In December 2016 we intend working together with residents of the district on the concept of leisure activities and to jointly develop projects during a three-week work process. For us it is important to understand that the slum should not be perceived as simply exotic, picturesque scenery or as the recipient of foreign development aid, but rather as a living space for everyday life that has grown in the context of economic and social developments and as a place with specific challenges and opportunities. It calls for life skills, creativity and respect.
We find it important that the art project takes place within the district and will either result in a material inventory or leave immaterial new ideas with an accompanying form of tradition.
We will work together with the residents, who will be involved in the preliminary research towards concept development and at all stages of realisation. Their complex life circumstances are the starting point for the project. The resulting work will have a sustainable character. The key to a successful dialogue with the local people is the cooperation with the artist Jhoni Karlah from TrotoArt, who grew up in Kampung Baru Kubur Koja and still lives and works there.
There is a lack of infrastructure for leisure activities in the district. We would like to tackle this urban problem and to deal with it through artistic processes. It is about sharing time, getting to know each other, finding needs and becoming the impetus for artistic interventions. This must be done openly and in partnership. Just as the inhabitants, we are experts and learners at the same time. Culturally and in consequence of our different environments, these different approaches clash. However, this is productive: fun and humour become a positive and creative motor.
Why should European artists and a European cultural manager travel to a developing country and realise art projects there? And why Indonesia?
It is important to see cooperation and development as more than just a one-way street. We Europeans are used to an (infra-) structure that always works: disturbances such as power failures or the non-availability of certain products leave us helpless. On the other hand, the absence of such structures in developing and newly industrialised countries produces a vacuum in which imagination and creativity are required: necessity is so often the mother of invention. Cultural differences are also important: while Europeans are generally accustomed to long preparatory and planning phases, Indonesians are often reluctant to set long-term, fixed goals and prefer to improvise. In other words – for us Europeans it will be a challenge to find a spontaneous way to deal with the local conditions. The inhabitants of the slum will surely be amused by our awkwardness in dealing with these uncertainties, but will show us their unconventional solutions. In this way we will learn from them.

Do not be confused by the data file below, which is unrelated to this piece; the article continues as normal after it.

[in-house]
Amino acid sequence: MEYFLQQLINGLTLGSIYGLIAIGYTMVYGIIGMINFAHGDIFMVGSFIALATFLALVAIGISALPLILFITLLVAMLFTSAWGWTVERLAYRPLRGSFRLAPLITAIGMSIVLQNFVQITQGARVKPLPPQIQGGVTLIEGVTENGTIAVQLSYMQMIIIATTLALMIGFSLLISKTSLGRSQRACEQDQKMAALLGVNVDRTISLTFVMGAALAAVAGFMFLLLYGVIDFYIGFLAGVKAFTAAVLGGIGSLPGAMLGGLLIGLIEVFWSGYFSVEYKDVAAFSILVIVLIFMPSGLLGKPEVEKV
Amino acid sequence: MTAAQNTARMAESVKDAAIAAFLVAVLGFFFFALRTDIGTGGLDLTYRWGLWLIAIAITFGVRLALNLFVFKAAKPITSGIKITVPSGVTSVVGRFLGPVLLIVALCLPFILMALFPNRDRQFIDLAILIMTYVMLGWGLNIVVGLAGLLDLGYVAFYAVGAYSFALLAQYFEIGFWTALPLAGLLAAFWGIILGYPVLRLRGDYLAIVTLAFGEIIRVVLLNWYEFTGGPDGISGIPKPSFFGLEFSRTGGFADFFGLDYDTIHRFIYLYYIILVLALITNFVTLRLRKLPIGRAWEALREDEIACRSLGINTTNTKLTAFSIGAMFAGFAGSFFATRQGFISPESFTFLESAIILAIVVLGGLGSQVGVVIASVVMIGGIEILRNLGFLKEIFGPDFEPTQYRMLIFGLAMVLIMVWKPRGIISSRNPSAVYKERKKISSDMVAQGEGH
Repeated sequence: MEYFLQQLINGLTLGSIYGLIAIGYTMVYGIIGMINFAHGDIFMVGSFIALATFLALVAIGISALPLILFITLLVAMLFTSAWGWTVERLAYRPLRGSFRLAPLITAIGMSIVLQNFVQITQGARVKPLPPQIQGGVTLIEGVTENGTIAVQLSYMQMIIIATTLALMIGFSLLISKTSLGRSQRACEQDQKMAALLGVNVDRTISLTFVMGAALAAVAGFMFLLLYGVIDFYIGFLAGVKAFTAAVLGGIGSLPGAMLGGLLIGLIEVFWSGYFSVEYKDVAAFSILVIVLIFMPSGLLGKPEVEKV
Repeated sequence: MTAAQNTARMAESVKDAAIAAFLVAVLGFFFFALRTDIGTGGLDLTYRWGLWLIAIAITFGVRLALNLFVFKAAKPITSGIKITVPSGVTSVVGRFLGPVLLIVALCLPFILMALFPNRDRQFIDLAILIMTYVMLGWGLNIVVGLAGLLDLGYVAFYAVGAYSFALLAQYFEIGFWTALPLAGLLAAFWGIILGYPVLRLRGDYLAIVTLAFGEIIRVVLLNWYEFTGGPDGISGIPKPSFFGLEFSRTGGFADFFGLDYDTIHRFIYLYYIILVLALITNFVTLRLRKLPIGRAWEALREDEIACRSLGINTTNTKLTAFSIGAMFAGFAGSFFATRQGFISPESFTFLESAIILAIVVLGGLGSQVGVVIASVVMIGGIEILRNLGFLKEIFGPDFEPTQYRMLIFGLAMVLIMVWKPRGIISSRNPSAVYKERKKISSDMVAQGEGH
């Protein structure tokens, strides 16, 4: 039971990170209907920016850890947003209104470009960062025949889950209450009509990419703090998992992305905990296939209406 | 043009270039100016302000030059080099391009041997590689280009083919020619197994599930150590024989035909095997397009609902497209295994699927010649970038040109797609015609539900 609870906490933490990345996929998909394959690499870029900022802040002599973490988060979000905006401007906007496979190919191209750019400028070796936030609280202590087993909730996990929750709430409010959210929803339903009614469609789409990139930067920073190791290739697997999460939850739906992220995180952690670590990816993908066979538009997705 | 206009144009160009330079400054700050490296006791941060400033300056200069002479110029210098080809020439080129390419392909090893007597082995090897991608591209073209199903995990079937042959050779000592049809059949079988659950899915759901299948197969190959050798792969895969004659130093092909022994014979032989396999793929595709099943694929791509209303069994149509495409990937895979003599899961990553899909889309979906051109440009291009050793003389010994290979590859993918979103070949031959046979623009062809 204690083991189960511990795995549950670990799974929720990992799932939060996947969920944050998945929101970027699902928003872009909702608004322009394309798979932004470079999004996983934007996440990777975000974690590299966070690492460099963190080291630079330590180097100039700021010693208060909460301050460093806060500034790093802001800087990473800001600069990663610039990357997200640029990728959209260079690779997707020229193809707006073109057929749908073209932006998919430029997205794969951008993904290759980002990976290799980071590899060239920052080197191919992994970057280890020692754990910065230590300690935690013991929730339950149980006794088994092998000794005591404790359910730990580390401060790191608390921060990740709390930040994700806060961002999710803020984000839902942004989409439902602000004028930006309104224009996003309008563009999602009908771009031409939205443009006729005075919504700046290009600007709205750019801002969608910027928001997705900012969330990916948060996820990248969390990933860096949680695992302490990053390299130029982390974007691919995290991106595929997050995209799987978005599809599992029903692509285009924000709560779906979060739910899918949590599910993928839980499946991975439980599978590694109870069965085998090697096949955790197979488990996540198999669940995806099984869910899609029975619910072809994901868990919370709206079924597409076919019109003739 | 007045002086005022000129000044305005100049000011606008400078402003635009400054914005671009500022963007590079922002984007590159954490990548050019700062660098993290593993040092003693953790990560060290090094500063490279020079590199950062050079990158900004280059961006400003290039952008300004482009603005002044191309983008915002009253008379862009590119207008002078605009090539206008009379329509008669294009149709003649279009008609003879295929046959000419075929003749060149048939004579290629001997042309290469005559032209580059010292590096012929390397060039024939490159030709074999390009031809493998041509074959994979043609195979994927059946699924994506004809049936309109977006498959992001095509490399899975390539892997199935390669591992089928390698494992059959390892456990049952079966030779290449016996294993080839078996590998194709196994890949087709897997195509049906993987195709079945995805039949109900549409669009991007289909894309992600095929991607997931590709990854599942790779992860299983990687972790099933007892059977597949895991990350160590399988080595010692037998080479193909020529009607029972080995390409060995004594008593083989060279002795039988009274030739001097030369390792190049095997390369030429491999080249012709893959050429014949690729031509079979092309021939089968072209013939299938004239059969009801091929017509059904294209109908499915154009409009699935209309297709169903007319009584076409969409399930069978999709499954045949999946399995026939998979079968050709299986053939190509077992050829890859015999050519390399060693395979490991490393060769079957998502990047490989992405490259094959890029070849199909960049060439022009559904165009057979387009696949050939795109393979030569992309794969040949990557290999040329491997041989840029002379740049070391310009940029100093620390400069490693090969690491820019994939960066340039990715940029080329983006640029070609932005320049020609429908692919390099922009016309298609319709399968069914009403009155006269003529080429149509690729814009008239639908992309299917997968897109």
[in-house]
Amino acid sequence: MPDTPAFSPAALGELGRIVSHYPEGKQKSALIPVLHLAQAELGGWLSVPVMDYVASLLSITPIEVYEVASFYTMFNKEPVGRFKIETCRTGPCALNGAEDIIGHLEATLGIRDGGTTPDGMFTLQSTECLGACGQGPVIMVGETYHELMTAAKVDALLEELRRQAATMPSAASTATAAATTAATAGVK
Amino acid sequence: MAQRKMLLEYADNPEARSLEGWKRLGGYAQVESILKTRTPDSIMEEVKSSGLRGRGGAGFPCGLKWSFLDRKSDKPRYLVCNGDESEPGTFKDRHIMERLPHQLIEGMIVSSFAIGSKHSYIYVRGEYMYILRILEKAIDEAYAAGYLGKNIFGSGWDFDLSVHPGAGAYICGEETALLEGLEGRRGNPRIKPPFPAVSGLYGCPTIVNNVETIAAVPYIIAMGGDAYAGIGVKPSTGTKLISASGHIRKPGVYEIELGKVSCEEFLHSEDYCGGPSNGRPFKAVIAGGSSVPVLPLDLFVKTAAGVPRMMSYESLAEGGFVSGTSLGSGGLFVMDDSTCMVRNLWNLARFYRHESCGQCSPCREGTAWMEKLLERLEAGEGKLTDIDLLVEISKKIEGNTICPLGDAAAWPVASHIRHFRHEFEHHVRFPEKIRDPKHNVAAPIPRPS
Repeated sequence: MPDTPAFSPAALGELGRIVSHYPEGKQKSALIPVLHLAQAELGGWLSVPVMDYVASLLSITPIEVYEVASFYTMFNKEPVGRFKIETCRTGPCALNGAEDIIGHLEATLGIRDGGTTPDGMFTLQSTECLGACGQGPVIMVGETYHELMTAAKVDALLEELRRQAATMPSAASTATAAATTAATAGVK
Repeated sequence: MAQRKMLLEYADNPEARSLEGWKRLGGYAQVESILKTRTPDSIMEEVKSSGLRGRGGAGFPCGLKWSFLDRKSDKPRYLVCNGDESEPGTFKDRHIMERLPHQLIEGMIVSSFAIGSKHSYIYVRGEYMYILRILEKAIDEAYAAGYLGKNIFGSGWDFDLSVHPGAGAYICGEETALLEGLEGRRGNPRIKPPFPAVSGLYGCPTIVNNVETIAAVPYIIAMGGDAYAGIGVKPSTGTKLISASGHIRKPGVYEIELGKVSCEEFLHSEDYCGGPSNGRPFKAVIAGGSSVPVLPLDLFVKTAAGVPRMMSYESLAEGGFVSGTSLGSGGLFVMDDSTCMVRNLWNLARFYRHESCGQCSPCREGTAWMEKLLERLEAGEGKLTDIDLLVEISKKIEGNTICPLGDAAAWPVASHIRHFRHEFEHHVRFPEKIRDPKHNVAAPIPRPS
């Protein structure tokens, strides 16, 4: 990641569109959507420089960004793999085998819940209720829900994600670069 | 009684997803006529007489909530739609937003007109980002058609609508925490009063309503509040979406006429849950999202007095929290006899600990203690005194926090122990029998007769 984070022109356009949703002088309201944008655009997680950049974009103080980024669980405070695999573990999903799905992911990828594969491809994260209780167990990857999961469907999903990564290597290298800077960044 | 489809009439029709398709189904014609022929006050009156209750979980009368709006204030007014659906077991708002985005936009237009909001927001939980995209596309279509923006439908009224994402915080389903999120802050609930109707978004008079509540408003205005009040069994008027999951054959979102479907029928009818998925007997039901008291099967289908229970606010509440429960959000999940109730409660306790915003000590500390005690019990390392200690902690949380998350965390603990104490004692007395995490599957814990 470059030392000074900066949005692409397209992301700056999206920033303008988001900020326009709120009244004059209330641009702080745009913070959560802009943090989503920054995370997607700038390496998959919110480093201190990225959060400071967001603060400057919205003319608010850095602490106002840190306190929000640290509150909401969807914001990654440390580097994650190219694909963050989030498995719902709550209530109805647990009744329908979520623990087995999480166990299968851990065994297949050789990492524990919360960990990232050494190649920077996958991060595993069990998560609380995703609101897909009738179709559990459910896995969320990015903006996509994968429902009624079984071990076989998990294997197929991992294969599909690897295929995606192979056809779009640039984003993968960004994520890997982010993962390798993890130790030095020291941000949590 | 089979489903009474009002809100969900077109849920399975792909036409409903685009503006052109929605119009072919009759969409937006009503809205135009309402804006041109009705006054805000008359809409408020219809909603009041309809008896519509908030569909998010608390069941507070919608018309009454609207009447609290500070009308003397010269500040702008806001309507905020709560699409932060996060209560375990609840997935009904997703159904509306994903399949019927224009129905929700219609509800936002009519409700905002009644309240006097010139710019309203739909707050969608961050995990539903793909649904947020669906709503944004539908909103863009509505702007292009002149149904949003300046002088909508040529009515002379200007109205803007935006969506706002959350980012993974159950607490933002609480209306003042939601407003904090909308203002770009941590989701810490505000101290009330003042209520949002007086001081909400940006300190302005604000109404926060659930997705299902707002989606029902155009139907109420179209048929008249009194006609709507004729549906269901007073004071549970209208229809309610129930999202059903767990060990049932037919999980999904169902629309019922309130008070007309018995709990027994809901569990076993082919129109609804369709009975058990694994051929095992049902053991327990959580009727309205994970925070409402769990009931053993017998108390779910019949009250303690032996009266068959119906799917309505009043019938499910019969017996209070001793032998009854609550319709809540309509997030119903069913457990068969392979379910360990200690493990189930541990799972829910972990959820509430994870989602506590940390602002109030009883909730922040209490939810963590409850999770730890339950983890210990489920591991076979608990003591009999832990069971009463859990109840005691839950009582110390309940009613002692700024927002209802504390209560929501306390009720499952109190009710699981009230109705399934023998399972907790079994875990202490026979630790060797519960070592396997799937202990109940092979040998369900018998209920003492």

And if a minimum qualitative appreciation of the district through both the tangible and intangible legacy of art works, artistic projects and new recreational facilities may be the positive effect: so much better!
The overall project will be documented via an Internet blog (languages: German, Indonesian, English):
Over 20 per cent of people in Jakarta live in slums - usually with several generations in a confined space, sometimes without electricity or running water. Entire quarters are regularly destroyed by rapidly spreading fires and inhabitants struggle with flooding due to the proximity to the sea. Despite all these difficulties, however, it is important not to forget what the slums mean for the inhabitants: the cohesion of the people is tight and the social character is particularly significant. The joy of life and the optimism of the people is particularly impressive. We will not be able to change the fundamental problems of the slums, nor would we presume to set ourselves this goal. What we do hope is to make a small contribution by creating artistic possibilities for recreational activities together with the residents.